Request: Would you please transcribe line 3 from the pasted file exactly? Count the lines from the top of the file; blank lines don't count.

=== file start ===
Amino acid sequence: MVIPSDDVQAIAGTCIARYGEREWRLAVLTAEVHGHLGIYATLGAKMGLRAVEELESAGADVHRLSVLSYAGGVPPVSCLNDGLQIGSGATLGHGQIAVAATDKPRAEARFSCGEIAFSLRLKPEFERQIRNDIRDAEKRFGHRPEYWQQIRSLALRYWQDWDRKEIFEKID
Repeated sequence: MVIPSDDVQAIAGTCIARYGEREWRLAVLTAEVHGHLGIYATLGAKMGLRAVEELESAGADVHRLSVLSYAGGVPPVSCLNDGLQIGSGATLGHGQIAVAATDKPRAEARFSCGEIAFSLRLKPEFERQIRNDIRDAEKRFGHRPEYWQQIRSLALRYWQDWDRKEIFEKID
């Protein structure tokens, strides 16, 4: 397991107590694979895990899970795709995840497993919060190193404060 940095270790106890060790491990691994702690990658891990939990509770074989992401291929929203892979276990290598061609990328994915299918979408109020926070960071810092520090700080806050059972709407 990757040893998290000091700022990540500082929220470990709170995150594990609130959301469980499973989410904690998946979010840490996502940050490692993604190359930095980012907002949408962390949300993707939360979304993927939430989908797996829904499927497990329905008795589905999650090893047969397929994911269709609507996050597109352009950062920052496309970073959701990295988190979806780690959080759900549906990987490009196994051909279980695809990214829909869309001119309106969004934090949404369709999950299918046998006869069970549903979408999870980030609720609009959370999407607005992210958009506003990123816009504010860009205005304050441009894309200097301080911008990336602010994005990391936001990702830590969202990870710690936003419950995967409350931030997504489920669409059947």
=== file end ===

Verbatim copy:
């Protein structure tokens, strides 16, 4: 397991107590694979895990899970795709995840497993919060190193404060 940095270790106890060790491990691994702690990658891990939990509770074989992401291929929203892979276990290598061609990328994915299918979408109020926070960071810092520090700080806050059972709407 990757040893998290000091700022990540500082929220470990709170995150594990609130959301469980499973989410904690998946979010840490996502940050490692993604190359930095980012907002949408962390949300993707939360979304993927939430989908797996829904499927497990329905008795589905999650090893047969397929994911269709609507996050597109352009950062920052496309970073959701990295988190979806780690959080759900549906990987490009196994051909279980695809990214829909869309001119309106969004934090949404369709999950299918046998006869069970549903979408999870980030609720609009959370999407607005992210958009506003990123816009504010860009205005304050441009894309200097301080911008990336602010994005990391936001990702830590969202990870710690936003419950995967409350931030997504489920669409059947």